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November 1982

Aspirin and Dipyridamole Inhibit Endothelial Healing

Author Affiliations

From the Departments of Surgery (Drs Bomberger and DePalma) and Pathology (Dr Manalo), University of Nevada School of Medicine, Reno, and the Ohio State University Medical School, Columbus (Mr Ambrose).

Arch Surg. 1982;117(11):1459-1464. doi:10.1001/archsurg.1982.01380350057008

• Aspirin and dipyridamole have been used to treat the thromboembolic complications of atherosclerosis. We studied the effects of these drugs on the rate of endothelial healing after a standard de-endothelializing injury of the thoracic aorta. Twenty-five rabbits received 13.5 mg/kg/day of aspirin and 15 mg/kg/day of dipyridamole one week before injury and for the period of endothelial regrowth. There were 25 control animals. Mean serum aspirin salicylate levels were 12 μg/dL at the time of injury and 15 μg/dL at death. Areas of endothelial regrowth were measured by Evans blue dye at 1, 4, 7, and 14 days after injury. The percentage of endothelial regrowth was measured by computor-assisted morphometry. Antiplatelet treatment retarded endothelial regrowth by 66% at four days, 22% at seven days, and 28% at 14 days. Antiplatelet drugs must be used cautiously, as re-endothelialization of injured arteries Is retarded.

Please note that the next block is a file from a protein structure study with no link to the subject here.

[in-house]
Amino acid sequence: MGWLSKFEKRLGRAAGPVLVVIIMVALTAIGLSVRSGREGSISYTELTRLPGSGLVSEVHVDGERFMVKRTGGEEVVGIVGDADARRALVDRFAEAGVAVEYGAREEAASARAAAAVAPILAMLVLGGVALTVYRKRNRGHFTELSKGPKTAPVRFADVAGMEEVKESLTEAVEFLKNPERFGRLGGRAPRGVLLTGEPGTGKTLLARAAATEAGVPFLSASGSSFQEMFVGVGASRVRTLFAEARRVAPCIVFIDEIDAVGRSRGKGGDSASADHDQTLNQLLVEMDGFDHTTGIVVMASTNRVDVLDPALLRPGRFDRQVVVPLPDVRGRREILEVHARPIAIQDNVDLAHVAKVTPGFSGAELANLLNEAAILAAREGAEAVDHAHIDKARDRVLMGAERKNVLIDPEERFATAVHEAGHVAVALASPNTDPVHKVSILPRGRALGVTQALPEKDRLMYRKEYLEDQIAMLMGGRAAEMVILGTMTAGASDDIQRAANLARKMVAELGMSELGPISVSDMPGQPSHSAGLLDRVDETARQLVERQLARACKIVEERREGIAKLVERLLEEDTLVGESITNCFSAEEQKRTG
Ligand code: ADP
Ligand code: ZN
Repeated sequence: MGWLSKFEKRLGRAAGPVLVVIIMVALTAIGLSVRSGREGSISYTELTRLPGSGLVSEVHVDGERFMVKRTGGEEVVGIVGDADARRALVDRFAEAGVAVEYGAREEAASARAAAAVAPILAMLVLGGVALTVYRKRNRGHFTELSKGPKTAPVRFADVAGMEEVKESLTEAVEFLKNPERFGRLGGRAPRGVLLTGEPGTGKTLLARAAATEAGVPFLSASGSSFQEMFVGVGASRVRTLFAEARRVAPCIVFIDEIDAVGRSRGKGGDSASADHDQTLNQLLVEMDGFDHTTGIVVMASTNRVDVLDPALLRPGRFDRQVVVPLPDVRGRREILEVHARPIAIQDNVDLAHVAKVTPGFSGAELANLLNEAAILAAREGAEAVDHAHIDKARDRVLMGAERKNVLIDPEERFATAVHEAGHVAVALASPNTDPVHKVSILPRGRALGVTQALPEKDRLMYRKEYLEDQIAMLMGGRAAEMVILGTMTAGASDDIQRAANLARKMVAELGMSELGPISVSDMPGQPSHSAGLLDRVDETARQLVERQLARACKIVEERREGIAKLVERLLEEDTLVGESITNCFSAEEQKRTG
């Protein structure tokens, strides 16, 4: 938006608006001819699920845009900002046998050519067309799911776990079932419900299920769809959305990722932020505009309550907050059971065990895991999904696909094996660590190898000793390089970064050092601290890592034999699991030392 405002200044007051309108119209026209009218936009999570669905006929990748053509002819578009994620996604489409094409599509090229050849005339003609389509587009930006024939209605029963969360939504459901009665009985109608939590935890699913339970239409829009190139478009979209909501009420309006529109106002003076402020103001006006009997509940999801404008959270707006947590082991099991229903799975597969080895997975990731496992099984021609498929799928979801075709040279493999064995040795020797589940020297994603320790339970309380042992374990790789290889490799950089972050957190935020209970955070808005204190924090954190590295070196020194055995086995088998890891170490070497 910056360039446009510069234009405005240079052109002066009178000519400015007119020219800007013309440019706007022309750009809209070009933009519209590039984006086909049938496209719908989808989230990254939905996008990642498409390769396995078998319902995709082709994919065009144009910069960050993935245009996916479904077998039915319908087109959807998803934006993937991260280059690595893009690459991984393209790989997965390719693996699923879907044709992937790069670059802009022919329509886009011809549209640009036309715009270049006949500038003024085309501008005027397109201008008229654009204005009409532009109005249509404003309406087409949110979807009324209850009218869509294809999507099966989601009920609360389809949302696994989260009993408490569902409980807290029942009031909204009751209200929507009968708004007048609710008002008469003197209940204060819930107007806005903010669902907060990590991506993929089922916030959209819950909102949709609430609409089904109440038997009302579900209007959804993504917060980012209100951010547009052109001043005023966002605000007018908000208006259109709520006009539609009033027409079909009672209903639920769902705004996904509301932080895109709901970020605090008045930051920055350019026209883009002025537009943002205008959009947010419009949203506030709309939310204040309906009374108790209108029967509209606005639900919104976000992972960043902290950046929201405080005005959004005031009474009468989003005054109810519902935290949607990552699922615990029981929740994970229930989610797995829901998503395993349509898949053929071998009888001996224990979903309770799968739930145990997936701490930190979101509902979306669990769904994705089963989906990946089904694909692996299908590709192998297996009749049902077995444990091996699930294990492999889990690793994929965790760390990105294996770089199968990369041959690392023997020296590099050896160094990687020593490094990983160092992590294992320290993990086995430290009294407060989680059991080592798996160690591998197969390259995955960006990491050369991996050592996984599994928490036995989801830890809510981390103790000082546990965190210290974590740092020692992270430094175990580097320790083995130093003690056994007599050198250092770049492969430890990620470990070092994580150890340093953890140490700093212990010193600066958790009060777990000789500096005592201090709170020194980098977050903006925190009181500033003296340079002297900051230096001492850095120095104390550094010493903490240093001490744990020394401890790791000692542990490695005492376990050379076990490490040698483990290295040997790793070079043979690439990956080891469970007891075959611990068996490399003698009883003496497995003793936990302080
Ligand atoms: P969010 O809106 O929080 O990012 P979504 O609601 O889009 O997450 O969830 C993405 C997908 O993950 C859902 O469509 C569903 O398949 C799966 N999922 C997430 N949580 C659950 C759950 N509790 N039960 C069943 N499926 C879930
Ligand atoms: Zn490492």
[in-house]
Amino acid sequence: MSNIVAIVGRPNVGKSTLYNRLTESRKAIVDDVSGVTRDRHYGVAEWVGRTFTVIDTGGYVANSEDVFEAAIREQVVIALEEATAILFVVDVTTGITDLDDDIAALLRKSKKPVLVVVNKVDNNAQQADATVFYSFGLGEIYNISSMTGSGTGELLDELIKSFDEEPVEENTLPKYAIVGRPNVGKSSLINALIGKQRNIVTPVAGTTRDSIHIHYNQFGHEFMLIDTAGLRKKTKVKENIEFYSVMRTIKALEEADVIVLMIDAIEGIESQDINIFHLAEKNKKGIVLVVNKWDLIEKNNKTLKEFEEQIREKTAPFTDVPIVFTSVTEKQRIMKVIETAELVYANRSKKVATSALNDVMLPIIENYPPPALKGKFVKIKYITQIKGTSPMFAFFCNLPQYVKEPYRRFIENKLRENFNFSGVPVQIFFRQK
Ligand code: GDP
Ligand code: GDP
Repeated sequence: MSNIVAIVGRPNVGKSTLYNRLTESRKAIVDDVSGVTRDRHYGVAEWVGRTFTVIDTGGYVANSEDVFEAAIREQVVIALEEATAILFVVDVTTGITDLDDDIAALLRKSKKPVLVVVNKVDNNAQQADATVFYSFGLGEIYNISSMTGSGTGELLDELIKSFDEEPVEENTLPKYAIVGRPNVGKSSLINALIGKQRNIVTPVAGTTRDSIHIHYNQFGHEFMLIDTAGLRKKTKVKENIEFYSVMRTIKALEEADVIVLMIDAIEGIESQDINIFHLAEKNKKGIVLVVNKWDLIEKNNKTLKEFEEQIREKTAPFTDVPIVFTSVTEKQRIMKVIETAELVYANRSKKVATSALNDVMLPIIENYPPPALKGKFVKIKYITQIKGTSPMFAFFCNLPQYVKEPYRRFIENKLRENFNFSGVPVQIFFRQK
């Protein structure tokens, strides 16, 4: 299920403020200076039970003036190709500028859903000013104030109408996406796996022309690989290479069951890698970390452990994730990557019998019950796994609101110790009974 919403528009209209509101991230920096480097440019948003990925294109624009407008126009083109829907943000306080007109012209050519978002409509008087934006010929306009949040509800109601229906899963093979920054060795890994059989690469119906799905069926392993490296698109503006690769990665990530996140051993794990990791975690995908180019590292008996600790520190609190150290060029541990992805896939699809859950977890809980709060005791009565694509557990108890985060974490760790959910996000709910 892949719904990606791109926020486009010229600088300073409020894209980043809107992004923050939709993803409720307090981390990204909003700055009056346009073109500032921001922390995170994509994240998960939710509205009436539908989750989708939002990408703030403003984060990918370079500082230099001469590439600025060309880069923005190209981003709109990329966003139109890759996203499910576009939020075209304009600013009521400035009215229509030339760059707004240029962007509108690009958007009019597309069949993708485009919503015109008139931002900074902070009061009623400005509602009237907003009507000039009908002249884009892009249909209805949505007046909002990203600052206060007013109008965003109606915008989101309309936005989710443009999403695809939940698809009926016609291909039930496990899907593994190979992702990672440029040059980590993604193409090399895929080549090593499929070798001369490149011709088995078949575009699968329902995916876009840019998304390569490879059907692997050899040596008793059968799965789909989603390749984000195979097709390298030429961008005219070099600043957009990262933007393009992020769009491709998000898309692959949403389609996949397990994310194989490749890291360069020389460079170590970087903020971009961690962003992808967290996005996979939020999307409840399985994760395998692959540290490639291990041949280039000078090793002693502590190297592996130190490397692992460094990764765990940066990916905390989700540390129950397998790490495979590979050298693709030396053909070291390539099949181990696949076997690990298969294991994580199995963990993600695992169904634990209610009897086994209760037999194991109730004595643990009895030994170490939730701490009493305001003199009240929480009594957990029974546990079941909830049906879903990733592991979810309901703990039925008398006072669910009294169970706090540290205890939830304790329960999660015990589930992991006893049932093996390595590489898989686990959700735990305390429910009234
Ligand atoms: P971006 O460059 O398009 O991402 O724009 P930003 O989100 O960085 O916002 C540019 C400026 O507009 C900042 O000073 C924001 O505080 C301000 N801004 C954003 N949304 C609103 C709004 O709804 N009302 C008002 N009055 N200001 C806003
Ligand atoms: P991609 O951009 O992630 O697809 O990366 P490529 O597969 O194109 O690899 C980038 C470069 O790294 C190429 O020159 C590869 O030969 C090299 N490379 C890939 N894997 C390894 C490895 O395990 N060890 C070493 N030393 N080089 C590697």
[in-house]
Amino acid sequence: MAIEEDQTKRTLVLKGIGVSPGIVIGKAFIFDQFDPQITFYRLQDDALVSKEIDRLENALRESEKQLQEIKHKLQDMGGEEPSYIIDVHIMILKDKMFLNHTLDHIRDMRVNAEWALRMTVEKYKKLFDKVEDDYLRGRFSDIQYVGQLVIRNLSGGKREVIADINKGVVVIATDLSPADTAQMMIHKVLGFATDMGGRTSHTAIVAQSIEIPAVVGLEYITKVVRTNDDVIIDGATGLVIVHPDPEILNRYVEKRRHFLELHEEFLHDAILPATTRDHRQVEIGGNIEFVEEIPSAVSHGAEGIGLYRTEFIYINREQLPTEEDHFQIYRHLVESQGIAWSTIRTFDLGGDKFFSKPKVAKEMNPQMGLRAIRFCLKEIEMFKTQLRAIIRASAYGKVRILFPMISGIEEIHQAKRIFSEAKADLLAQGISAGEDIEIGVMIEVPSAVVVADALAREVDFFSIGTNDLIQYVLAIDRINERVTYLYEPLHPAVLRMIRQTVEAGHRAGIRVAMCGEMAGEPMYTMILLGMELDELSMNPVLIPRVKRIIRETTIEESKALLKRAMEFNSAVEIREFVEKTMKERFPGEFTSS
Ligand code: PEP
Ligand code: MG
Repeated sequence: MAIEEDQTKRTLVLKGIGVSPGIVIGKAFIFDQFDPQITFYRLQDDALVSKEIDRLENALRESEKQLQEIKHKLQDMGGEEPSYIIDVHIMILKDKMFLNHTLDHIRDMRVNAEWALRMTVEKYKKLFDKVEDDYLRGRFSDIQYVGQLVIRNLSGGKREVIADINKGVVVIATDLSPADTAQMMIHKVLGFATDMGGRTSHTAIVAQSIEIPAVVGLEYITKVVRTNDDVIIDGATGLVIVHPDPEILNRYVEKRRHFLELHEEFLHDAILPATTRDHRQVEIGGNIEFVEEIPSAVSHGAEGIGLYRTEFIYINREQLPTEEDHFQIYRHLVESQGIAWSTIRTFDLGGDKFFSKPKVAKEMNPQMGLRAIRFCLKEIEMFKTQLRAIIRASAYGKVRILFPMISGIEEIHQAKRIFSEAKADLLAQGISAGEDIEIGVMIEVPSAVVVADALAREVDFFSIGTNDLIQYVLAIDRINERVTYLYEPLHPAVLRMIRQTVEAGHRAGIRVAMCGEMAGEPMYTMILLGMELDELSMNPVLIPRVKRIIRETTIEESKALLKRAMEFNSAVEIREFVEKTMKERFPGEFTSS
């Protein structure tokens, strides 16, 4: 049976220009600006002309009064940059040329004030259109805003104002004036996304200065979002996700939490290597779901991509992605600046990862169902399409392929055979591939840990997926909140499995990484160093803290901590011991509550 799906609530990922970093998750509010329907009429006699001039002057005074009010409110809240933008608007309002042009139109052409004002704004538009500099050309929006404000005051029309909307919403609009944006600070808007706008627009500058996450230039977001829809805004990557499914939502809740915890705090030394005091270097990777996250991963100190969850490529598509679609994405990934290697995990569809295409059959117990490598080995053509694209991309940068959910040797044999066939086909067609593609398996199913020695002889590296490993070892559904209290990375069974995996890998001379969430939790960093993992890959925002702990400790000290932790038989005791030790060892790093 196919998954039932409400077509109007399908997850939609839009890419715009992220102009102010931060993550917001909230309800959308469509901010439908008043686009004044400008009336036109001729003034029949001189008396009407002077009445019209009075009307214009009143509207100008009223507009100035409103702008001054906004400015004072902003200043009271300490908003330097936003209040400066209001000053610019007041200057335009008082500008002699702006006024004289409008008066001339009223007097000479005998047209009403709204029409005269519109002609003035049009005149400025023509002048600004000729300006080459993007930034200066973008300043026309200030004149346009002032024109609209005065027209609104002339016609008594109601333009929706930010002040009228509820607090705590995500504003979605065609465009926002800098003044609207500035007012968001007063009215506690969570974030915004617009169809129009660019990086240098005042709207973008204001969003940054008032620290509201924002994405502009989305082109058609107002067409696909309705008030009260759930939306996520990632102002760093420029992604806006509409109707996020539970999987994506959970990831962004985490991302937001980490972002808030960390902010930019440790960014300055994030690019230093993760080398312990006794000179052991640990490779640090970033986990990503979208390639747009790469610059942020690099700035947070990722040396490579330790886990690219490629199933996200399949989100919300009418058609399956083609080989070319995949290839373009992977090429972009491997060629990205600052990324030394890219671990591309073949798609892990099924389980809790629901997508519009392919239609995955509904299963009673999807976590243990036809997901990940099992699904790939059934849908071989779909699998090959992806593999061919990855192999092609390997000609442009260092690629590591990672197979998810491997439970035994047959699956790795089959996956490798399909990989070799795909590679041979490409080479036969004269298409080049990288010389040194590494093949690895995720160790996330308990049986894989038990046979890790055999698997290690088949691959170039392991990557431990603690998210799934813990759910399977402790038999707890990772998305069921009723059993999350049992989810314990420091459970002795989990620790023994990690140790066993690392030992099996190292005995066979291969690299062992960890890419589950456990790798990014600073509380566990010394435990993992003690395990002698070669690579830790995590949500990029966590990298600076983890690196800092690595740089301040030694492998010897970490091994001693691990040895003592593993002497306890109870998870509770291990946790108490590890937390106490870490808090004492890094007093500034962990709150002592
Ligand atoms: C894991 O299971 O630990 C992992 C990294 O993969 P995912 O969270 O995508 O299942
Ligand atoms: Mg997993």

(Arch Surg 1982;117:1459-1464)